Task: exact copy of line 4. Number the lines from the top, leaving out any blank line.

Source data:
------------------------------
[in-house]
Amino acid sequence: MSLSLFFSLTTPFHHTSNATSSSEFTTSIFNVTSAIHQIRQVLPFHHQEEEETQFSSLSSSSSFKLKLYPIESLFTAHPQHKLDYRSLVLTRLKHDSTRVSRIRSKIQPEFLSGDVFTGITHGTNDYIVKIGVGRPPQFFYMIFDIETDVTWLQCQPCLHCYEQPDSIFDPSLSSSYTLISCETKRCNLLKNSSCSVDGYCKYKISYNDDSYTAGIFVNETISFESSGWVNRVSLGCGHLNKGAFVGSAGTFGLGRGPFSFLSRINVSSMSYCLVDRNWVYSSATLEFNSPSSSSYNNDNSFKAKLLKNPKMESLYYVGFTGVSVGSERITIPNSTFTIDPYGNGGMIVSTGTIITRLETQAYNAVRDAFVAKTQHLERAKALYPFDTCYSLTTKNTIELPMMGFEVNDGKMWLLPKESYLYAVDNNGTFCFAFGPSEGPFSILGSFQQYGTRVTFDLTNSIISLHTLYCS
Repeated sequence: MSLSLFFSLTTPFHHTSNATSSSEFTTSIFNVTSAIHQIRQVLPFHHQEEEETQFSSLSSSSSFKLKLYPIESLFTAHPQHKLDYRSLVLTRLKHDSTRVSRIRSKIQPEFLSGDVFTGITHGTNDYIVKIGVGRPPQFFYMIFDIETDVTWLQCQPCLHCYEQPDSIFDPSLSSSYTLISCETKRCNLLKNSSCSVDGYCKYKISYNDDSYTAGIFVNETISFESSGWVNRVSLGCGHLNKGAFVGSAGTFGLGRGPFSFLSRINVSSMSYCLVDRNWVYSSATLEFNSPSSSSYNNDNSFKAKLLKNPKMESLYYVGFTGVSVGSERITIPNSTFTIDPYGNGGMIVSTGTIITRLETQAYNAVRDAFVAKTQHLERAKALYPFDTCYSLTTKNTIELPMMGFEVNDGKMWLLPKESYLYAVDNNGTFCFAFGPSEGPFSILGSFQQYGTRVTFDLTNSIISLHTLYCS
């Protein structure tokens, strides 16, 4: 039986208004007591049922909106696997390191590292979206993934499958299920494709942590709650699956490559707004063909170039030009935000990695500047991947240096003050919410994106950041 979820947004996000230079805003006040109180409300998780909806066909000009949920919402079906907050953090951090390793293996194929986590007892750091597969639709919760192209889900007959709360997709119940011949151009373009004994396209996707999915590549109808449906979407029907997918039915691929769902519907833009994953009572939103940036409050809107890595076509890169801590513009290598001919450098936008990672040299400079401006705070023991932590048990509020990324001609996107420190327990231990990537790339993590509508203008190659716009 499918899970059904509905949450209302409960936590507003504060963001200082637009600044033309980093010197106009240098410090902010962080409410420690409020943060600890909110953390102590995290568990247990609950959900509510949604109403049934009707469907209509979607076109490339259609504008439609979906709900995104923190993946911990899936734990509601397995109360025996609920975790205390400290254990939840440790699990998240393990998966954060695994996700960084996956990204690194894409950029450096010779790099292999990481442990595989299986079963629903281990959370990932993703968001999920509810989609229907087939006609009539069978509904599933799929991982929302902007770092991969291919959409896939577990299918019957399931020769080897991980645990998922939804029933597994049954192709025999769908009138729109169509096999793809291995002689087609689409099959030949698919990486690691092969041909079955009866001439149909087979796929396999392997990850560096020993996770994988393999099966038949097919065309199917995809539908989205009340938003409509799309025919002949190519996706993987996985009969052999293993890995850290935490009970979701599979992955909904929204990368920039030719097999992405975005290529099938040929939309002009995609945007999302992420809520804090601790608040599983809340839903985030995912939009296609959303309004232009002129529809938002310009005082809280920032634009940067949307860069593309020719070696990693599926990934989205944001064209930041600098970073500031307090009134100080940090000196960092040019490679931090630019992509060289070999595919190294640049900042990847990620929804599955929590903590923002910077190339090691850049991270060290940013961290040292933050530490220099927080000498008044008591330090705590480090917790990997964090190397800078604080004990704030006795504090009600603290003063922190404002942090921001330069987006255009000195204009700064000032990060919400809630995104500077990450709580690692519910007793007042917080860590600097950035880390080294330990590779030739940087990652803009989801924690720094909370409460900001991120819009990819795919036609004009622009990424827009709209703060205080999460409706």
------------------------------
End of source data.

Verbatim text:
């Protein structure tokens, strides 16, 4: 039986208004007591049922909106696997390191590292979206993934499958299920494709942590709650699956490559707004063909170039030009935000990695500047991947240096003050919410994106950041 979820947004996000230079805003006040109180409300998780909806066909000009949920919402079906907050953090951090390793293996194929986590007892750091597969639709919760192209889900007959709360997709119940011949151009373009004994396209996707999915590549109808449906979407029907997918039915691929769902519907833009994953009572939103940036409050809107890595076509890169801590513009290598001919450098936008990672040299400079401006705070023991932590048990509020990324001609996107420190327990231990990537790339993590509508203008190659716009 499918899970059904509905949450209302409960936590507003504060963001200082637009600044033309980093010197106009240098410090902010962080409410420690409020943060600890909110953390102590995290568990247990609950959900509510949604109403049934009707469907209509979607076109490339259609504008439609979906709900995104923190993946911990899936734990509601397995109360025996609920975790205390400290254990939840440790699990998240393990998966954060695994996700960084996956990204690194894409950029450096010779790099292999990481442990595989299986079963629903281990959370990932993703968001999920509810989609229907087939006609009539069978509904599933799929991982929302902007770092991969291919959409896939577990299918019957399931020769080897991980645990998922939804029933597994049954192709025999769908009138729109169509096999793809291995002689087609689409099959030949698919990486690691092969041909079955009866001439149909087979796929396999392997990850560096020993996770994988393999099966038949097919065309199917995809539908989205009340938003409509799309025919002949190519996706993987996985009969052999293993890995850290935490009970979701599979992955909904929204990368920039030719097999992405975005290529099938040929939309002009995609945007999302992420809520804090601790608040599983809340839903985030995912939009296609959303309004232009002129529809938002310009005082809280920032634009940067949307860069593309020719070696990693599926990934989205944001064209930041600098970073500031307090009134100080940090000196960092040019490679931090630019992509060289070999595919190294640049900042990847990620929804599955929590903590923002910077190339090691850049991270060290940013961290040292933050530490220099927080000498008044008591330090705590480090917790990997964090190397800078604080004990704030006795504090009600603290003063922190404002942090921001330069987006255009000195204009700064000032990060919400809630995104500077990450709580690692519910007793007042917080860590600097950035880390080294330990590779030739940087990652803009989801924690720094909370409460900001991120819009990819795919036609004009622009990424827009709209703060205080999460409706």